where ${B}^{\ast}$ denotes the adjoint of *B* and ${S}_{\alpha}^{\ast}$ is the adjoint of ${S}_{\alpha}$. It is straightforward that the operator ${\mathrm{\Gamma}}_{0}^{b}$ is a linear bounded operator. By Theorem 2, linear fractional control system (12) is approximately controllable on $[0,b]$ if and only if for any $h\in X$, ${z}_{\epsilon}(h)=\epsilon {(\epsilon I+{\mathrm{\Gamma}}_{0}^{b}J)}^{-1}(h)$ converges strongly to zero as $\epsilon \to {0}^{+}$.

**Proposition 12** *If* $S(t)$,

$t>0$,

*are compact operators and* $0<\frac{1}{p}<\alpha \le 1$,

*then the operator*${L}_{\alpha}f(t)={\int}_{0}^{t}{(t-s)}^{\alpha -1}{S}_{\alpha}(t-s)f(s)\phantom{\rule{0.2em}{0ex}}ds,\phantom{\rule{1em}{0ex}}f\in {L}^{p}([0,b],X),t\in [0,b],$

*is compact from* ${L}^{p}([0,b],X)$ *into* $C([0,b],X)$.

*Proof* According to the infinite dimensional version of the Ascoli-Arzela theorem, we need to show that

- (i)
for arbitrary $t\in [0,b]$, the set $\{{L}_{\alpha}f(t):{\parallel f\parallel}_{{L}^{p}}\le 1\}$ is relatively compact in $C([0,b],X)$;

- (ii)
for arbitrary

$\eta >0$, there exists

$\delta >0$ such that

$\parallel {L}_{\alpha}f(t)-{L}_{\alpha}f(s)\parallel <\eta \phantom{\rule{1em}{0ex}}\text{if}{\parallel f\parallel}_{{L}^{p}}\le 1,|t-s|\le \delta ,t,s\in [0,b].$

To prove (i), fix

$0<t<b$ and define for

$0<\eta <t$ and

$\delta >0$ operators

${L}_{\alpha}^{\eta ,\delta}$ from

${L}^{p}([0,b],X)$ into

*X* $\begin{array}{rcl}\left({L}_{\alpha}^{\eta ,\delta}f\right)(t)& =& \alpha {\int}_{0}^{t-\lambda}{\int}_{\delta}^{\mathrm{\infty}}\theta {(t-s)}^{\alpha -1}{\eta}_{\alpha}(\theta )S\left({(t-s)}^{\alpha}\theta \right)f(s)\phantom{\rule{0.2em}{0ex}}ds\\ =& \alpha S\left({\lambda}^{\alpha}\delta \right){\int}_{0}^{t-\lambda}{\int}_{\delta}^{\mathrm{\infty}}\theta {(t-s)}^{\alpha -1}{\eta}_{\alpha}(\theta )S({(t-s)}^{\alpha}\theta -{\lambda}^{\alpha}\delta )f(s)\phantom{\rule{0.2em}{0ex}}ds,\\ f\in {L}^{p}([0,b],X).\end{array}$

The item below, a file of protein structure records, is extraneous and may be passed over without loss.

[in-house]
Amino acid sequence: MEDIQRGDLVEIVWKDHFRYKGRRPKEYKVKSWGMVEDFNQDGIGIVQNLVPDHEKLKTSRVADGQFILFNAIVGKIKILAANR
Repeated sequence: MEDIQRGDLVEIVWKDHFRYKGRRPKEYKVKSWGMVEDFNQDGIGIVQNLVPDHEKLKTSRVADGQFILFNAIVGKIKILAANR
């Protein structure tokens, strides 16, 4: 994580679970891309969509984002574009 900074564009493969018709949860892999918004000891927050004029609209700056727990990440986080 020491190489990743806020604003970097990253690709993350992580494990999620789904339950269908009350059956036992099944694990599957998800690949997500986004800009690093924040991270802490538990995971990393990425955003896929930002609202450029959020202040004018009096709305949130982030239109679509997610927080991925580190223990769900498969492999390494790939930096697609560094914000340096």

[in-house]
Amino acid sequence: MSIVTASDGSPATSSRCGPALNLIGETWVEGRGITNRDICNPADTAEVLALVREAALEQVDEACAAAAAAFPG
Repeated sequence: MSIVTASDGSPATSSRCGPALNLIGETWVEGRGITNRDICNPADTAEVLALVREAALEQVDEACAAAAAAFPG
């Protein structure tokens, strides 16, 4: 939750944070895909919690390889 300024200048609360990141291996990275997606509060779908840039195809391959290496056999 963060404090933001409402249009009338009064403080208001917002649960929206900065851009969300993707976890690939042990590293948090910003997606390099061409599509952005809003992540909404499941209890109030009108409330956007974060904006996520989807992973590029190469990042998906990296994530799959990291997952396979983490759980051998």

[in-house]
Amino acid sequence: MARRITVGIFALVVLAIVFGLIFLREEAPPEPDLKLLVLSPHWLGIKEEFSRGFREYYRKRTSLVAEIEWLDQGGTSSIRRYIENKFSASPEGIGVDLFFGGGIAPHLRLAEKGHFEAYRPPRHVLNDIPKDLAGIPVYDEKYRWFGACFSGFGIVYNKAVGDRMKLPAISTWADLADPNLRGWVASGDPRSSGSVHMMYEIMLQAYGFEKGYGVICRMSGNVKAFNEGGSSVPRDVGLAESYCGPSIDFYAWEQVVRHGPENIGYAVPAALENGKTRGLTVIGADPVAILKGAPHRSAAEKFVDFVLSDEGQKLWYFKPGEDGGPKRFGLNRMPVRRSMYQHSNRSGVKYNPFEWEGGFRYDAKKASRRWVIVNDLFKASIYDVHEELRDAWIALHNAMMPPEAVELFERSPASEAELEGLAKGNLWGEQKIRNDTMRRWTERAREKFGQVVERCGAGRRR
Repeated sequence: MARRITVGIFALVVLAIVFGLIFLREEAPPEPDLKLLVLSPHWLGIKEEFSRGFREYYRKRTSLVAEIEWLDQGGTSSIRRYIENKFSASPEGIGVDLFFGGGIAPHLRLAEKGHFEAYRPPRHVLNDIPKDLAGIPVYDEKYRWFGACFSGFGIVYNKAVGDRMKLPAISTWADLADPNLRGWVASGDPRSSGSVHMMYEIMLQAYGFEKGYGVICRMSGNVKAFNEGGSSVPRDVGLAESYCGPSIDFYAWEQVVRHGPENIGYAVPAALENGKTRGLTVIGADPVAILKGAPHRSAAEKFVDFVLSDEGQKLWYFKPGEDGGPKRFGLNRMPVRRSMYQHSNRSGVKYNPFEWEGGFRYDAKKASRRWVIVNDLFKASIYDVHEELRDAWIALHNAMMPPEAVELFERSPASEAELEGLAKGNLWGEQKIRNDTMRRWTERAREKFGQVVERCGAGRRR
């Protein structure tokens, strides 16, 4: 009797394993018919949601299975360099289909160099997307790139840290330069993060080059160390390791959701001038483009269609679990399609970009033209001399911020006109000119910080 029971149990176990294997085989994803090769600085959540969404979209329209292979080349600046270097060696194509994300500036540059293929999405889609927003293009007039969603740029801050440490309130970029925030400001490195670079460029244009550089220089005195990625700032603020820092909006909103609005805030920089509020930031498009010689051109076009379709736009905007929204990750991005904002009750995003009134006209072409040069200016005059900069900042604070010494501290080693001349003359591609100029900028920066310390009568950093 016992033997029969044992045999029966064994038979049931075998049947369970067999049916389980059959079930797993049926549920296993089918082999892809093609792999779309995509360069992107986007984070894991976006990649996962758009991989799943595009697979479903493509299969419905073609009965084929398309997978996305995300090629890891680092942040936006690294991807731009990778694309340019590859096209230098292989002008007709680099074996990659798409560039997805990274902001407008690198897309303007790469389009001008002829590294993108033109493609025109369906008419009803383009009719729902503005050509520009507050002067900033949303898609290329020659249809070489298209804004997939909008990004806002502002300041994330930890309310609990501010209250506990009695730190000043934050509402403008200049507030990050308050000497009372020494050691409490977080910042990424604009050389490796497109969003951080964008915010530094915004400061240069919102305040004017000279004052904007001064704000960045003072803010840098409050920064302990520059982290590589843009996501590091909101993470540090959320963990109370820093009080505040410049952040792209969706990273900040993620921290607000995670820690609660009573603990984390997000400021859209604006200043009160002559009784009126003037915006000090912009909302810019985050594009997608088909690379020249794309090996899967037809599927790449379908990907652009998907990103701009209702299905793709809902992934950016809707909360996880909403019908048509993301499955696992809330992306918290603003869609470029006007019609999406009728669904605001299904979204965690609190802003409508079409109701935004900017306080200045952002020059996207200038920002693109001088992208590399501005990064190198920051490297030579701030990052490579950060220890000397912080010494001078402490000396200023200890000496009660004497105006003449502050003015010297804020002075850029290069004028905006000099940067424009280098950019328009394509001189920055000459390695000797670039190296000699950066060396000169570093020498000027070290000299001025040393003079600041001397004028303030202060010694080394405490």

Since

$S(t)$,

$t>0$, is a compact operator, the operators

${L}_{\alpha}^{\eta ,\delta}$ are compact. Moreover, we have

$\begin{array}{rcl}\parallel ({L}_{\alpha}f)(t)-\left({L}_{\alpha}^{\eta ,\delta}f\right)(t)\parallel & \le & \alpha \parallel {\int}_{0}^{t}{\int}_{0}^{\delta}\theta {(t-s)}^{\alpha -1}{\eta}_{\alpha}(\theta )S\left({(t-s)}^{\alpha}\theta \right)f(s)\phantom{\rule{0.2em}{0ex}}d\theta \phantom{\rule{0.2em}{0ex}}ds\parallel \\ +\alpha \parallel {\int}_{t-\lambda}^{t}{\int}_{\delta}^{\mathrm{\infty}}\theta {(t-s)}^{\alpha -1}{\eta}_{\alpha}(\theta )S\left({(t-s)}^{\alpha}\theta \right)f(s)\phantom{\rule{0.2em}{0ex}}d\theta \phantom{\rule{0.2em}{0ex}}ds\parallel \\ =:& {J}_{1}+{J}_{2}.\end{array}$

One can estimate

${J}_{1}$ and

${J}_{2}$ as follows:

$\begin{array}{rl}{J}_{1}& \le \alpha M{\int}_{0}^{t}{(t-s)}^{\alpha -1}\parallel f(s)\parallel \phantom{\rule{0.2em}{0ex}}ds({\int}_{0}^{\delta}\theta {\eta}_{\alpha}(\theta )\phantom{\rule{0.2em}{0ex}}d\theta )\\ \le \alpha M{\left({\int}_{0}^{t}{(t-s)}^{(\alpha -1)q}\phantom{\rule{0.2em}{0ex}}ds\right)}^{1/q}{\parallel f\parallel}_{{L}^{p}}({\int}_{0}^{\delta}\theta {\eta}_{\alpha}(\theta )\phantom{\rule{0.2em}{0ex}}d\theta ),\end{array}$

and

$\begin{array}{rl}{J}_{2}& \le \alpha M{\int}_{t-\lambda}^{t}{(t-s)}^{\alpha -1}\parallel f(s)\parallel \phantom{\rule{0.2em}{0ex}}ds({\int}_{\delta}^{\mathrm{\infty}}\theta {\eta}_{\alpha}(\theta )\phantom{\rule{0.2em}{0ex}}d\theta )\\ \le \frac{\alpha M}{\gamma (1+\alpha )}{\left({\int}_{0}^{t}{(t-s)}^{(\alpha -1)q}\phantom{\rule{0.2em}{0ex}}ds\right)}^{1/q}{\left({\int}_{0}^{t}{\parallel f(s)\parallel}^{p}\phantom{\rule{0.2em}{0ex}}ds\right)}^{1/p}\\ =\frac{\alpha M}{\gamma (1+\alpha )}{\left(\frac{{\eta}^{(\alpha -1)q+1}}{(\alpha -1)q+1}\right)}^{1/q}{\parallel f\parallel}_{{L}^{p}},\end{array}$

where we have used the equality

${\int}_{0}^{\mathrm{\infty}}{\theta}^{\beta}{\eta}_{\alpha}(\theta )\phantom{\rule{0.2em}{0ex}}d\theta =\frac{\gamma (1+\beta )}{\gamma (1+\alpha \beta )}.$

Consequently, ${L}_{\alpha}^{\eta ,\delta}\to {L}_{\alpha}$ in the operator norm so that ${L}_{\alpha}$ is compact and (i) follows immediately.

To prove (ii), note that, for

$0\le t\le t+h\le b$ and

${\parallel f\parallel}_{{L}^{p}}\le 1$, we have

Applying the Hölder inequality, we obtain

It is clear that ${I}_{1},{I}_{2}\to 0$ as $h\to 0$. On the other hand, the compactness of $S(t)$, $t>0$ (and consequently ${S}_{\alpha}(t)$), implies the continuity of ${S}_{\alpha}(t)$, $t>0$, in the uniform operator topology. Then, by the Lebesque dominated convergence theorem, ${I}_{3}\to 0$ as $h\to 0$. Thus the proof of (ii), and therefore the proof of the proposition, is complete. □

**Theorem 13** *Suppose* $S(t)$, $t>0$, *is compact and* $\frac{1}{2}<\alpha \le 1$. *Then system* (10) *is approximately controllable on* $[0,b]$ *if the corresponding linear system is approximately controllable on* $[0,b]$.

*Proof* Let

$Y={L}_{2}([0,b],X)$,

$V={L}_{2}([0,b],U)$, and

${y}_{0}={S}_{\alpha}(\cdot ){x}_{0}\in Y$. Define the linear operators

*Q*,

*L*,

${L}_{1}$ and the nonlinear operator

*F* by

for $y\in Y$, $v\in V$. It is easy to see that by Proposition 12 all the conditions of Theorem 4 are satisfied and (10) is approximately controllable. This completes the proof. □